Dwayne “The Rock” Johnson Speaks

Dwayne “The Rock” Johnson is a legendary wrestler to A-List actor. Before The Rock became a household name, The Weekly Wanderer had an opportunity to interview him about his future. See what he had to say.


Before becoming the WWE legend, “The Rock,” or an A-list movie star, Dwayne Johnson—a third generation wrestler—competed in the ring as Rocky Maivia, a combination of his father and grandfather’s ring names. His father, Rocky Johnson, and his grandfather, Peter Maivia, played pivotal roles in Dwayne Johnson’s decision to become a professional wrestler.

Johnson made his WWE wrestling debut in late 1996. In early 1997, WWE (then the WWF) hosted a wrestling event at the SkyDome (now the Rogers Centre) in Toronto, Ontario. Johnson was one of the wrestlers scheduled to perform at the event.

I had an opportunity to interview Johnson before the event on January 27, 1997, during a press conference. I spoke to Johnson about his wrestling debut, his family heritage, and his brief stint as a football player. Here is the transcript of that interview.

FELTHAM: Could you briefly explain in detail how you received your chance to compete in the WWE?

JOHNSON: Well, it helps that my grandfather competed in the WWE in the ‘70s, as well as my father in the ’80s. I also had a lot of ties through [WWE owner] Vince McMahon and [WWE executive and former wrestler] Pat Patterson. I gave Pat a call, and I was fortunate enough to hook up with him.

FELTHAM: You used to play football before becoming a wrestler, correct?

JOHNSON: I started playing football [in high school], and then I went on to play for the University of Miami. Then, I went on to sign a three-year contract with the CFL [Canadian Football League], which I broke to compete in the WWE.

FELTHAM: Why did you choose football over wrestling?

JOHNSON (smiling): Well, I chose football over wrestling first because I started playing it in high school. I did very well at it; [I] got a lot of scholarship offers. When I played for the University of Miami, they gave me a big $100 thousand dollar scholarship. I played football and won the National title. It was just after that, I knew I wanted to be in the business of pro wrestling.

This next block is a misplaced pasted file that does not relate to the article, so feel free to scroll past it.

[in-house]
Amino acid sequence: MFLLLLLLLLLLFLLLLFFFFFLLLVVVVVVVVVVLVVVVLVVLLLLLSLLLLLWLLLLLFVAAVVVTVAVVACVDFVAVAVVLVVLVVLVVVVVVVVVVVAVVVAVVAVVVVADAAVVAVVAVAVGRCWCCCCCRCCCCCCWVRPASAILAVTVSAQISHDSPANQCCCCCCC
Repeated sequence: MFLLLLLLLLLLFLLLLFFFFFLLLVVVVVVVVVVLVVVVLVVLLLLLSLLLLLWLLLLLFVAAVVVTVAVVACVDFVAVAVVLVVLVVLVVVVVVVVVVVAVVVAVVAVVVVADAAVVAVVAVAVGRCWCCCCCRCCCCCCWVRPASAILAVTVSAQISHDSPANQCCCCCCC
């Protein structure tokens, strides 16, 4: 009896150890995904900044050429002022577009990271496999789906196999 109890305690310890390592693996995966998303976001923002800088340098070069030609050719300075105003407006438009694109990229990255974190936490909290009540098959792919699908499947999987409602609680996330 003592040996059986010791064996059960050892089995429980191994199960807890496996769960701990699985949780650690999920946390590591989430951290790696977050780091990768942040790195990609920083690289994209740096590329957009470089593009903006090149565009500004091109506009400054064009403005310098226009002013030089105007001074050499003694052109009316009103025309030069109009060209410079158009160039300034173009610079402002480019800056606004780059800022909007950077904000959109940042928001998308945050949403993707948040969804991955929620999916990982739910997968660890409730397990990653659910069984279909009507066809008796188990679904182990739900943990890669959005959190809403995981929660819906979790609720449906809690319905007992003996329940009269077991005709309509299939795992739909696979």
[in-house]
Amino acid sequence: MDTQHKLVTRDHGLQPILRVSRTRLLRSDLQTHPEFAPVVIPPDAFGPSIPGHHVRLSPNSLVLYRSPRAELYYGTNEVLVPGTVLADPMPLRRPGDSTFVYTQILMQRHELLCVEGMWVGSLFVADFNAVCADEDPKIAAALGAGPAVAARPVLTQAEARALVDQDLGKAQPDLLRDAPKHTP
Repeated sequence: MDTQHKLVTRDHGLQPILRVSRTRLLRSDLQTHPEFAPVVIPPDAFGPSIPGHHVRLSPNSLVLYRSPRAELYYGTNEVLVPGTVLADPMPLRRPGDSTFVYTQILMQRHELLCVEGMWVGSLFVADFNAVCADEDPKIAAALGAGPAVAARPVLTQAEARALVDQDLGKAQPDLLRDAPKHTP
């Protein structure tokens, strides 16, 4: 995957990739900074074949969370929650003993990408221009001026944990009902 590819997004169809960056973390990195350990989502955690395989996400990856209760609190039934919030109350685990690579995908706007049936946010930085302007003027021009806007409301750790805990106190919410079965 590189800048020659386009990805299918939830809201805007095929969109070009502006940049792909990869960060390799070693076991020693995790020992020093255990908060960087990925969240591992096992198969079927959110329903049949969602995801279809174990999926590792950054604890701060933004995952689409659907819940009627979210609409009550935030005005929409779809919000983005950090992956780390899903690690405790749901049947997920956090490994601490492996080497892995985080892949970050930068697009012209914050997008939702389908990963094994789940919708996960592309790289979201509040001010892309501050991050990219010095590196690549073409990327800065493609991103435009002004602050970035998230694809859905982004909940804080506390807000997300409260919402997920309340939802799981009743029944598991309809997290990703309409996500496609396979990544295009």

FELTHAM: Just a few months before your WWE debut, you wrestled in the United States Wrestling Association (USWA) [a now defunct independent wrestling promotion]. What are your comments about that experience?

JOHNSON (laughing): It was exactly that: an experience. It was a great learning experience which was the sole reason why I was down there. It was just to learn, polish my skills, and enhance my abilities.
Competing against guys like Jerry Lawler and other veterans only helped my training.

FELTHAM: You made your WWE debut at Survivor Series [an annual wrestling event], on November 17, 1997, at Madison Square Garden. How did it feel to compete and win in front of that crowd? What was exactly going through your head at that time?

JOHNSON: Elation. Just elation. I felt elation and pride because I knew my grandfather and my father were in attendance. They had won a lot of titles in the Garden and to hear 23,000 people screaming and going nuts for me was great.

FELTHAM: In the last few months, you have made your presence felt in the WWE. Your incredible winning streak, your confrontation with [former WWE wrestler] Marc Mero and being pursued by [former WWE wrestling manager] Sunny. Care to comment on your impact? Would you want to be managed by Sunny?

JOHNSON: A comment on my impact. I have been received greatly by the fans. As for Sunny, she wanted to manage me and I appreciate that. I was flattered, and I said no—and that’s the bottom line. iT!

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